Second, this was a rushed review that sacrificed good governance. BP and Hilcorp wanted regulatory approval no later than June. Despite a global pandemic, massive turmoil in oil markets that exposed Hilcorp’s poor finances, and BP needing to loan Hilcorp billions of dollars, the Dunleavy administration acquiesced. When private banks refused to finance the deal because of Hilcorp’s poor credit and over-leveraged assets, DNR didn’t raise any red flags or even brief the Legislature. Despite its obligation to review Hilcorp’s financial wherewithal, it’s unclear if DNR even sought updated financial statements after the oil crash. When the Alaska Oil and Gas Conservation Commission fined Hilcorp again in May, citing its “lack of good faith… (and) history of regulatory noncompliance,” DNR didn’t demand more accountability. When the RCA asked fair questions about Hilcorp’s ability to be the dominant owner of the Trans-Alaska Pipeline System, DNR blindly accepted the BP-Hilcorp scheme to split the transaction and fast-track selling Prudhoe Bay.

Dunleavy is taking advantage of a pandemic-distracted public to rush a poorly vetted transfer of Alaska’s most important oil field.

Third, the Dunleavy administration is not a neutral arbiter acting on the public’s behalf. After Dunleavy fired AOGCC Commissioner Hollis French (who wanted to take action over a leaking Hilcorp pipeline), Hilcorp founder Jeffrey Hildebrand donated $25,000 to Dunleavy’s shadow campaign. Dunleavy’s administration again protected Hilcorp in November when it joined a lawsuit defending Hilcorp’s seismic blasting of Cook Inlet’s endangered beluga whales and other marine mammals. Dunleavy has put his thumb on the scales of justice to benefit Hilcorp in the past, and he did so again with this deal.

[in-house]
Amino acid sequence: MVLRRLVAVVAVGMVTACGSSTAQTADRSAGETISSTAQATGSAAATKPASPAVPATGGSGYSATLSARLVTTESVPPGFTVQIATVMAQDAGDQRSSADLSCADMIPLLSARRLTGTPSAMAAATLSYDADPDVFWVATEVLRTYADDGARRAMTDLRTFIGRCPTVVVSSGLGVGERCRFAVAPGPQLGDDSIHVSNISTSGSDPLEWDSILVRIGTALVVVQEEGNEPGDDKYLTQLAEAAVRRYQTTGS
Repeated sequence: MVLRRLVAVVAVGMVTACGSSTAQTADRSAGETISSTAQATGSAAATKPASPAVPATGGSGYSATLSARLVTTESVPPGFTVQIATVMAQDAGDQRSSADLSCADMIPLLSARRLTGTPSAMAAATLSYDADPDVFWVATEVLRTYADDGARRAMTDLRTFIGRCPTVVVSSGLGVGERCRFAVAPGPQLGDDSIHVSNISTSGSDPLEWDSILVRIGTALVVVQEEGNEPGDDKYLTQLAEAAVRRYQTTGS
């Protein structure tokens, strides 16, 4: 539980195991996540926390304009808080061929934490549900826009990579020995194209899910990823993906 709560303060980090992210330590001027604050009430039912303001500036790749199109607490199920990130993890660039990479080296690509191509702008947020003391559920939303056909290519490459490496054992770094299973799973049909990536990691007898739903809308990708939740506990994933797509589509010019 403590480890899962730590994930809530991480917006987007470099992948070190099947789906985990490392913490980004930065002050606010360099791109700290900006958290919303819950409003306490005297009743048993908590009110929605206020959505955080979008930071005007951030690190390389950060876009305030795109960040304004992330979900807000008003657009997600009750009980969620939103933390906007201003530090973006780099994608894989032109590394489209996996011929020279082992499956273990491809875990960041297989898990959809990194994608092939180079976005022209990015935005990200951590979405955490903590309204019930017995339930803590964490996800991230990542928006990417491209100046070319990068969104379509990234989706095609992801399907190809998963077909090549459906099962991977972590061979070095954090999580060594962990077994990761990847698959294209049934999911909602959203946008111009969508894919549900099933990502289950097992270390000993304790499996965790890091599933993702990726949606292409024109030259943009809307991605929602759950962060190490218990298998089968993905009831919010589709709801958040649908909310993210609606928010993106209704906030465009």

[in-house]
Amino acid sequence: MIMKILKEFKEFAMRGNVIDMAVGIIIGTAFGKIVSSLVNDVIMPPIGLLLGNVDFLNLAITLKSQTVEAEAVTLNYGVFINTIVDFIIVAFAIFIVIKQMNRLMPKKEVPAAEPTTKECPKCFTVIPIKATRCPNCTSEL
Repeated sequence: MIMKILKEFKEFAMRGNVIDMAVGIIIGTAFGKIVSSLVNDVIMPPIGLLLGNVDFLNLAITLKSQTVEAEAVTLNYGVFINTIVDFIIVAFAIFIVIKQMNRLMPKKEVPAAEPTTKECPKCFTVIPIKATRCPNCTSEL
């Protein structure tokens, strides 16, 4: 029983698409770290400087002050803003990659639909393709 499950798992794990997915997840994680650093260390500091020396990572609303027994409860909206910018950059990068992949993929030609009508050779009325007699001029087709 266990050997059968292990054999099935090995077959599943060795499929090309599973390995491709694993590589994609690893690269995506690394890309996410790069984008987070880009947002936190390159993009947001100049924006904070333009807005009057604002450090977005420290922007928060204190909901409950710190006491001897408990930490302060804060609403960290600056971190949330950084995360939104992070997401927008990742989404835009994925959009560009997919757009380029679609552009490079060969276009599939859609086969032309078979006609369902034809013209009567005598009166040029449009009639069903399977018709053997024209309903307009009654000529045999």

Is this the kind of independent oversight we should expect from our elected leaders?

With Hilcorp’s troubling history of safety and environmental violations, combined with Dunleavy’s refusal to protect Alaskans, we face billions in liabilities and losses. Does anyone think that Hilcorp can clean up a major spill and make Alaskans whole? Does anyone think that Hilcorp will actually clean up legacy wells in the 2030s and 2040s? Does anyone think Hilcorp can manage the melting permafrost that is causing major arctic oil spills?

This was the moment we could have made Hilcorp accountable and responsive to Alaska’s long-term interests. Instead, Dunleavy has grossly mismanaged our public resources and saddled Alaskans with billions in future liabilities to enrich his political donors. This corrupted review is nothing less than the great Prudhoe Bay Giveaway and it will make Alaska poorer for decades to come.

Philip Wight, Ph.D., lives in Fairbanks and is a policy analyst for the Alaska Public Interest Research Group. He recently completed his dissertation in history, entitled “Arctic Artery: The Trans-Alaska Pipeline System and the World it Made.”

The views expressed here are the writer’s and are not necessarily endorsed by the Anchorage Daily News, which welcomes a broad range of viewpoints. To submit a piece for consideration, email commentary(at)adn.com. Send submissions shorter than 200 words to letters@adn.com or click here to submit via any web browser. Read our full guidelines for letters and commentaries here.